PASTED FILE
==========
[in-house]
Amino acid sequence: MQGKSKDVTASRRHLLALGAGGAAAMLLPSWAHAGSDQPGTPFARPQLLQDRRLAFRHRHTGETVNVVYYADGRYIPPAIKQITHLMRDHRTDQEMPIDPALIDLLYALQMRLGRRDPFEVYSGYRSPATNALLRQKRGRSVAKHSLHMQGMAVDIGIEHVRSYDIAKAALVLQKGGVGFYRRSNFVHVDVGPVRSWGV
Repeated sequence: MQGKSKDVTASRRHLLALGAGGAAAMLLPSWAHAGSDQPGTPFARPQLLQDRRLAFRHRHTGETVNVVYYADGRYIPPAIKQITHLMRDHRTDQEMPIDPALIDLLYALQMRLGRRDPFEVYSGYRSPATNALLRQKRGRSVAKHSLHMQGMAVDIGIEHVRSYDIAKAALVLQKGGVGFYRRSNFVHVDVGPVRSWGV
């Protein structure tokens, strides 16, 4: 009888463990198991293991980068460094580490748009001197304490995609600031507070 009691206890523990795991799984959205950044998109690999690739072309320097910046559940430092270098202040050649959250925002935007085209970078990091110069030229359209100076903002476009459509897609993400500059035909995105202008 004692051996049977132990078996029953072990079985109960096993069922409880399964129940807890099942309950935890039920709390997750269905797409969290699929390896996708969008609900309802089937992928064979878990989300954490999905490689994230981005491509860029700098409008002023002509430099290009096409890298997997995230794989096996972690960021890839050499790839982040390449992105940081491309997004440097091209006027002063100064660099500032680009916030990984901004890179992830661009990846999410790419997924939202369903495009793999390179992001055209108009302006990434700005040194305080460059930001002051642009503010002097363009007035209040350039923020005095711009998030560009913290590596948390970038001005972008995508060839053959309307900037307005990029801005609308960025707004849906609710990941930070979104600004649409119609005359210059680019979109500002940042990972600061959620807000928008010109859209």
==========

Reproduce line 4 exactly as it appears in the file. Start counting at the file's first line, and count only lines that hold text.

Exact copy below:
């Protein structure tokens, strides 16, 4: 009888463990198991293991980068460094580490748009001197304490995609600031507070 009691206890523990795991799984959205950044998109690999690739072309320097910046559940430092270098202040050649959250925002935007085209970078990091110069030229359209100076903002476009459509897609993400500059035909995105202008 004692051996049977132990078996029953072990079985109960096993069922409880399964129940807890099942309950935890039920709390997750269905797409969290699929390896996708969008609900309802089937992928064979878990989300954490999905490689994230981005491509860029700098409008002023002509430099290009096409890298997997995230794989096996972690960021890839050499790839982040390449992105940081491309997004440097091209006027002063100064660099500032680009916030990984901004890179992830661009990846999410790419997924939202369903495009793999390179992001055209108009302006990434700005040194305080460059930001002051642009503010002097363009007035209040350039923020005095711009998030560009913290590596948390970038001005972008995508060839053959309307900037307005990029801005609308960025707004849906609710990941930070979104600004649409119609005359210059680019979109500002940042990972600061959620807000928008010109859209």